The Sun sets over Paranal Observatory, painting an array of subtle hues across the sky reminiscent of a Monet landscape. The sparse clouds glow warmly under the Sun's last rays, and the crisp clarity of the air is almost palpable — highlighting why ESO has selected this area of Chile for its observatory. Crepuscular rays — and shadows from the clouds — are streaming from the Sun and appear to converge at the antisolar point.
Two of the four domed Auxiliary Telescopes (ATs) of the Very Large Telescope (VLT) can be seen on the left, waiting patiently for darkness to fall before conducting their survey of the cosmos.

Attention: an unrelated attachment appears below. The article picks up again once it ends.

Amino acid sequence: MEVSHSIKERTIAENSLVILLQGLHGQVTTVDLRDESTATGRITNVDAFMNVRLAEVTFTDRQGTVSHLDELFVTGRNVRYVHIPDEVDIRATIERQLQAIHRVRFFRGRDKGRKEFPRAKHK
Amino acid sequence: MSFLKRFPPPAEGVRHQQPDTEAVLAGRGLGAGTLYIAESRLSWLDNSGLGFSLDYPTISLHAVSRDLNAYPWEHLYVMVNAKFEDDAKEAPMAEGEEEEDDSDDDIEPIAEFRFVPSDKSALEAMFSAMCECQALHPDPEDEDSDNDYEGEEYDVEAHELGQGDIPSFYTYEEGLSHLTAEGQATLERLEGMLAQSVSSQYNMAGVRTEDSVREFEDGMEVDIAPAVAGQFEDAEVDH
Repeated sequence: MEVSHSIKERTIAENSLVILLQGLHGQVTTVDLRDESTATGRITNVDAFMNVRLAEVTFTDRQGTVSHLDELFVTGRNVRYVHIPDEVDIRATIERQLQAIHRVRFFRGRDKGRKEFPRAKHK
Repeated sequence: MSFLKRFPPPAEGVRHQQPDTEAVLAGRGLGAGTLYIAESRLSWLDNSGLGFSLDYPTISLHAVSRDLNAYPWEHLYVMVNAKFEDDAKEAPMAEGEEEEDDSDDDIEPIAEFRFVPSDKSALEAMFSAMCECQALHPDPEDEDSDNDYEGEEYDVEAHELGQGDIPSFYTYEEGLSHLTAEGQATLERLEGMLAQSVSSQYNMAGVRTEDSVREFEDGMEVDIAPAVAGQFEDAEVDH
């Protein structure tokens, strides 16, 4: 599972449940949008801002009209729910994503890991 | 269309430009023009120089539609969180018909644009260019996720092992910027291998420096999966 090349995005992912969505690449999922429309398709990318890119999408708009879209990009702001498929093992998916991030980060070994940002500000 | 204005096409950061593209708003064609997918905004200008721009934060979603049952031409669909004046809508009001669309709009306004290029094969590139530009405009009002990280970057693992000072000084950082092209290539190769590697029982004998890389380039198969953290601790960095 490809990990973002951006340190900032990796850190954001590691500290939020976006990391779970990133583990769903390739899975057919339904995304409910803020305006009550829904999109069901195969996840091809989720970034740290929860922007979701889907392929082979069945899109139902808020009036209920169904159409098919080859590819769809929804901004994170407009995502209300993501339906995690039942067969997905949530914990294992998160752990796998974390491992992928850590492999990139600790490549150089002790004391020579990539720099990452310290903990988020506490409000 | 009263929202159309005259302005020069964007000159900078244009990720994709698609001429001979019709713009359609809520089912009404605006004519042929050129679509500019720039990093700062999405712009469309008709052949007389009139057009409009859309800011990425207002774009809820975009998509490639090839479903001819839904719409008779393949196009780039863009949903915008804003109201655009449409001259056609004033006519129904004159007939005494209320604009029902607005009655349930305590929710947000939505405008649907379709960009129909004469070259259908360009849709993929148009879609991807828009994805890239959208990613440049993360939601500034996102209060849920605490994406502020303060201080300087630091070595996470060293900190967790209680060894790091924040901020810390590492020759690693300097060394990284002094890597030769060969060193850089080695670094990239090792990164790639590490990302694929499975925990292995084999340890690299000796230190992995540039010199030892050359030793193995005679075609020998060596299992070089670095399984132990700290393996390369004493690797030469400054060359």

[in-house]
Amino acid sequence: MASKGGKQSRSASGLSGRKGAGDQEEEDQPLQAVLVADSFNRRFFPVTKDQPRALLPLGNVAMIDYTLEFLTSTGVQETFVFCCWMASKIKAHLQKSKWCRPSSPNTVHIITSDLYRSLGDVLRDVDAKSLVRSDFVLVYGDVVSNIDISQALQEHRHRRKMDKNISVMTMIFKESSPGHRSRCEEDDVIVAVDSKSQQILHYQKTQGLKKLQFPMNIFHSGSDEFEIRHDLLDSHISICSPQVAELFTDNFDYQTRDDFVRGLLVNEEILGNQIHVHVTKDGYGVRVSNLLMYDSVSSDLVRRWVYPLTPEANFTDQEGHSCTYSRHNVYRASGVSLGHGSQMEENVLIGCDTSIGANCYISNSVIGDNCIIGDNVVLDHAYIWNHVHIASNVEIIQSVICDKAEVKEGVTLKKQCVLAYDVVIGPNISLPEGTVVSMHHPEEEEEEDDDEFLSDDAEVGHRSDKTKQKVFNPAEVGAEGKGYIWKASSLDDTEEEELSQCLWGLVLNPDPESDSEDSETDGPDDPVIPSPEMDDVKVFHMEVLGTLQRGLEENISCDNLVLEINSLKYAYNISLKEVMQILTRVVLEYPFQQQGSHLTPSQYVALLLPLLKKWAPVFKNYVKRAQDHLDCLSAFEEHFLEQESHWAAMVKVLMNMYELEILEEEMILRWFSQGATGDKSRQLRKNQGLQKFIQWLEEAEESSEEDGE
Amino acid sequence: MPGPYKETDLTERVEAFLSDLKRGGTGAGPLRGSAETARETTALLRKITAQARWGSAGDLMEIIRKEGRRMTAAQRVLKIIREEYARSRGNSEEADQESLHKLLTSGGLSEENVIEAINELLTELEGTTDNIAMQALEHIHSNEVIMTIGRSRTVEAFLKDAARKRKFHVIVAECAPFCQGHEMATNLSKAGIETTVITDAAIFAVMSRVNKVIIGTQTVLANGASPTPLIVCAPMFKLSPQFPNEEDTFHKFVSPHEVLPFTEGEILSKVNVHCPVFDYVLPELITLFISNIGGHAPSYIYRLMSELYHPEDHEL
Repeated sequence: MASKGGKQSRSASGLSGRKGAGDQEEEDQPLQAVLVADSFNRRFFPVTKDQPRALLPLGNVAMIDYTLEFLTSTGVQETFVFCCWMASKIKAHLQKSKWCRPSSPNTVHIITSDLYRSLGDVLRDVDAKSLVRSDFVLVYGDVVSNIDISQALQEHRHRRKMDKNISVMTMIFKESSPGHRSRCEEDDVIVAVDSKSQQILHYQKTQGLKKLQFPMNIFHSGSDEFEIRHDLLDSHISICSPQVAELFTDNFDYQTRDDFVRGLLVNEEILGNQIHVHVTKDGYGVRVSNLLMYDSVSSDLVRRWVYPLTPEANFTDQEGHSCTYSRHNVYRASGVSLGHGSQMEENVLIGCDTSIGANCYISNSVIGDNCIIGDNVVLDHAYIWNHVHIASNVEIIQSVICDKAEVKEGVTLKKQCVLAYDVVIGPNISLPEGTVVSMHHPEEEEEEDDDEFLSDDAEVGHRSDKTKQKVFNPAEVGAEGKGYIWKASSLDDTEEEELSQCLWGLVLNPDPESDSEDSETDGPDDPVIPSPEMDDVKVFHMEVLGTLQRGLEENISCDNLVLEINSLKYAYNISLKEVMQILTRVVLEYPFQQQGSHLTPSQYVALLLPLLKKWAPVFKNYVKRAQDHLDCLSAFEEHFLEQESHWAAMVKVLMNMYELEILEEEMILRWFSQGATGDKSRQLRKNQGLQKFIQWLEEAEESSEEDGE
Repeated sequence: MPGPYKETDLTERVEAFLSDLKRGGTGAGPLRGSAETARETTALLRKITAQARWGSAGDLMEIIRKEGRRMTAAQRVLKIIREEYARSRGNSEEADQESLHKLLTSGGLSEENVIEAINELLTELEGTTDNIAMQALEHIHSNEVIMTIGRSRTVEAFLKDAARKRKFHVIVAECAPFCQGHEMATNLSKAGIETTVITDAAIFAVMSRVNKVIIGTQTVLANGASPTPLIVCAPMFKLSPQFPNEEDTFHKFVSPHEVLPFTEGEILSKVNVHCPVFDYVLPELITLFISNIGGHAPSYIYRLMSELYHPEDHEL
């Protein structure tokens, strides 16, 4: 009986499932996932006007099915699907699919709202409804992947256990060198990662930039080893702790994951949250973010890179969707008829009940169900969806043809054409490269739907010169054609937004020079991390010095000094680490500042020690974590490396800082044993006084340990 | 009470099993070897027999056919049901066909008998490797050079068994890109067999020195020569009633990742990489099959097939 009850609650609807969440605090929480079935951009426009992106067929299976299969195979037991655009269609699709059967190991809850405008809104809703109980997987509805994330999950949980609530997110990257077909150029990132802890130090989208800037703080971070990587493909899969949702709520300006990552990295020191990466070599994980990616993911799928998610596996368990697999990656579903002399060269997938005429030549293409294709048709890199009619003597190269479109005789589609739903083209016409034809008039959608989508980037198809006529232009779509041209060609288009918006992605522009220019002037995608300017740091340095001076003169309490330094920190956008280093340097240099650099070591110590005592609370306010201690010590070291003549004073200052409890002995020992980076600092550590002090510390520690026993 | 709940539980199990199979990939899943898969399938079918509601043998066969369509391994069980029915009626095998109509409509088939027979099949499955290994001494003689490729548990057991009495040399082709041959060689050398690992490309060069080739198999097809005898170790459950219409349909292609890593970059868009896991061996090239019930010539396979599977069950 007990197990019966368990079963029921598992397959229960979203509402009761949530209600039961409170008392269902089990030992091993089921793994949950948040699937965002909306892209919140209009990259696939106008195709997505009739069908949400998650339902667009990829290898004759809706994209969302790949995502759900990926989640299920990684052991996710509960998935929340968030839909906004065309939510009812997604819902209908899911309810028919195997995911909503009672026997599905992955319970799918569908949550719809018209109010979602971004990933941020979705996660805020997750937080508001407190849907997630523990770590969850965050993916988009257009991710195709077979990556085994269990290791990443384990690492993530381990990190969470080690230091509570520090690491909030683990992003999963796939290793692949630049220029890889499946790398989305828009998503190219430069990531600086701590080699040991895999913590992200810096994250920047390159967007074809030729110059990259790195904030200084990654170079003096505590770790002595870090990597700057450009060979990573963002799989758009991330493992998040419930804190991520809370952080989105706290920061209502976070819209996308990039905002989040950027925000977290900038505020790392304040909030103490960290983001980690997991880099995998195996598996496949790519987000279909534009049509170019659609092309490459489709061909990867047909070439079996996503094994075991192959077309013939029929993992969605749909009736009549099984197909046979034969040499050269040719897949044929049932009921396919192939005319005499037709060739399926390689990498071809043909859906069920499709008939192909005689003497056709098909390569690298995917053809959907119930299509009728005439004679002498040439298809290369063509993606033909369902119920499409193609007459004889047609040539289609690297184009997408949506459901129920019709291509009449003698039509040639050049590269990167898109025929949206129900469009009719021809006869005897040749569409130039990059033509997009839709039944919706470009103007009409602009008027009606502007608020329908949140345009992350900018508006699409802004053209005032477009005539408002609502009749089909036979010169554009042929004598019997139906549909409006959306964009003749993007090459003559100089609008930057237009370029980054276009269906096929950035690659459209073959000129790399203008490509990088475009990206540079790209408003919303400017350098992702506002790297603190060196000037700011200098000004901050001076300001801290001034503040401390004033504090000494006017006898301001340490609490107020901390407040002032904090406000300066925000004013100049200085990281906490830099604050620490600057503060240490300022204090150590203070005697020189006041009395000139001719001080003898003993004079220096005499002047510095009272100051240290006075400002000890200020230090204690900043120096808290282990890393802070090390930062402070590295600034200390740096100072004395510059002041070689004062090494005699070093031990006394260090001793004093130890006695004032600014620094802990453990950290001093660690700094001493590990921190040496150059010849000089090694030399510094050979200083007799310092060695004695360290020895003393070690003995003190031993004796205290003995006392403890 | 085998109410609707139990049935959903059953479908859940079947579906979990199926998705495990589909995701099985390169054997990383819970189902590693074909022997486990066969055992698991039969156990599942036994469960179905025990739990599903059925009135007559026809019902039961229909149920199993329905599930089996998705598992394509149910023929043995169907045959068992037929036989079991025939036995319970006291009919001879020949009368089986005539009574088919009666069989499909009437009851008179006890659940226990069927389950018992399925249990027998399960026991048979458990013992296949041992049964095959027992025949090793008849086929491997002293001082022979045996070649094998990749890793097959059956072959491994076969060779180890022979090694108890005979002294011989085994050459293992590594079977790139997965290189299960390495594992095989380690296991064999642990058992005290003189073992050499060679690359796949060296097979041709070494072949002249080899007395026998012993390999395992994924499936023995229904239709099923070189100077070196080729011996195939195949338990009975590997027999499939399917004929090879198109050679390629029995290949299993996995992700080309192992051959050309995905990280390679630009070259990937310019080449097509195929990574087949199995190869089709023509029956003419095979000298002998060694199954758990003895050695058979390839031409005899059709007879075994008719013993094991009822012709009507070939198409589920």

Once the Sun has set, the 1.8-metre diameter ATs will feed starlight to the Very Large Telescope Interferometer (VLTI), combining the light to produce clear images of the Universe. The mobile ATs are mounted on rails, and can be moved around the VLT site to view the skies from different angles.
This image was posted to the Your ESO Pictures Flickr group by Roger Wesson, a fellow at ESO working at the Paranal Observatory, on 8 March 2013.Credit:
About the Image
|Release date:||30 June 2014, 10:00|
|Size:||6558 x 1498 px|
About the Object
|Type:||Unspecified : Sky Phenomenon : Light Phenomenon : Sunrise-Sunset|
Unspecified : Technology : Observatory